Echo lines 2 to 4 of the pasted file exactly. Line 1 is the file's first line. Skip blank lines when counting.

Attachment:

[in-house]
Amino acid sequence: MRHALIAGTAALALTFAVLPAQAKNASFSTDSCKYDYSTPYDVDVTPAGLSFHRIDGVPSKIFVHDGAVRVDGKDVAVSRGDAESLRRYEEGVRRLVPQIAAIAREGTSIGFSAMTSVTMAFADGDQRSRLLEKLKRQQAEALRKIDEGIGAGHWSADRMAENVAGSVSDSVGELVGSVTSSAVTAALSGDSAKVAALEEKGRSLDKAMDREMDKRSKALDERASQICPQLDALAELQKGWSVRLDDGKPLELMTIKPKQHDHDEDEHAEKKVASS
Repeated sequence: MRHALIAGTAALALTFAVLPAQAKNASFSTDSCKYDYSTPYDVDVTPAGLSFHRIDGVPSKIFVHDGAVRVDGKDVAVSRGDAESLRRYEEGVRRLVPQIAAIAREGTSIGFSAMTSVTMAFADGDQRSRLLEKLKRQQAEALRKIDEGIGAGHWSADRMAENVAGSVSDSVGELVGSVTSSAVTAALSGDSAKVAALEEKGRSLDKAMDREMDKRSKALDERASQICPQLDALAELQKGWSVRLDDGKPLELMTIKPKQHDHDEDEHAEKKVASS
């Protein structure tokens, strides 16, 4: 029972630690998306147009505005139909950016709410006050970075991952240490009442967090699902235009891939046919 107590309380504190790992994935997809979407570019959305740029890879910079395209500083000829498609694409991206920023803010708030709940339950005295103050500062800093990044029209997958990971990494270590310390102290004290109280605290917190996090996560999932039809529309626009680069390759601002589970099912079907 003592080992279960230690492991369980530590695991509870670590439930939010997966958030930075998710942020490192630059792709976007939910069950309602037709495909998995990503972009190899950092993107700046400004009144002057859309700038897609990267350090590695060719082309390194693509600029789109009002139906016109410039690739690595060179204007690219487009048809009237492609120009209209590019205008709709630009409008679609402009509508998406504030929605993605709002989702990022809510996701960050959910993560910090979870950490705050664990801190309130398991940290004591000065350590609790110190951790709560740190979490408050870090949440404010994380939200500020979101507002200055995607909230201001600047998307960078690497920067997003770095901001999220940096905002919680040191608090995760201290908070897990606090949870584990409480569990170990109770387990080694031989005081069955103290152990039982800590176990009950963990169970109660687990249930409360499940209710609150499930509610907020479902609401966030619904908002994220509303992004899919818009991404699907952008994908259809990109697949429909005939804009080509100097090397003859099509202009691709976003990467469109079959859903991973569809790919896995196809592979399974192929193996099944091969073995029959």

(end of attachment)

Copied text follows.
Amino acid sequence: MRHALIAGTAALALTFAVLPAQAKNASFSTDSCKYDYSTPYDVDVTPAGLSFHRIDGVPSKIFVHDGAVRVDGKDVAVSRGDAESLRRYEEGVRRLVPQIAAIAREGTSIGFSAMTSVTMAFADGDQRSRLLEKLKRQQAEALRKIDEGIGAGHWSADRMAENVAGSVSDSVGELVGSVTSSAVTAALSGDSAKVAALEEKGRSLDKAMDREMDKRSKALDERASQICPQLDALAELQKGWSVRLDDGKPLELMTIKPKQHDHDEDEHAEKKVASS
Repeated sequence: MRHALIAGTAALALTFAVLPAQAKNASFSTDSCKYDYSTPYDVDVTPAGLSFHRIDGVPSKIFVHDGAVRVDGKDVAVSRGDAESLRRYEEGVRRLVPQIAAIAREGTSIGFSAMTSVTMAFADGDQRSRLLEKLKRQQAEALRKIDEGIGAGHWSADRMAENVAGSVSDSVGELVGSVTSSAVTAALSGDSAKVAALEEKGRSLDKAMDREMDKRSKALDERASQICPQLDALAELQKGWSVRLDDGKPLELMTIKPKQHDHDEDEHAEKKVASS
């Protein structure tokens, strides 16, 4: 029972630690998306147009505005139909950016709410006050970075991952240490009442967090699902235009891939046919 107590309380504190790992994935997809979407570019959305740029890879910079395209500083000829498609694409991206920023803010708030709940339950005295103050500062800093990044029209997958990971990494270590310390102290004290109280605290917190996090996560999932039809529309626009680069390759601002589970099912079907 003592080992279960230690492991369980530590695991509870670590439930939010997966958030930075998710942020490192630059792709976007939910069950309602037709495909998995990503972009190899950092993107700046400004009144002057859309700038897609990267350090590695060719082309390194693509600029789109009002139906016109410039690739690595060179204007690219487009048809009237492609120009209209590019205008709709630009409008679609402009509508998406504030929605993605709002989702990022809510996701960050959910993560910090979870950490705050664990801190309130398991940290004591000065350590609790110190951790709560740190979490408050870090949440404010994380939200500020979101507002200055995607909230201001600047998307960078690497920067997003770095901001999220940096905002919680040191608090995760201290908070897990606090949870584990409480569990170990109770387990080694031989005081069955103290152990039982800590176990009950963990169970109660687990249930409360499940209710609150499930509610907020479902609401966030619904908002994220509303992004899919818009991404699907952008994908259809990109697949429909005939804009080509100097090397003859099509202009691709976003990467469109079959859903991973569809790919896995196809592979399974192929193996099944091969073995029959």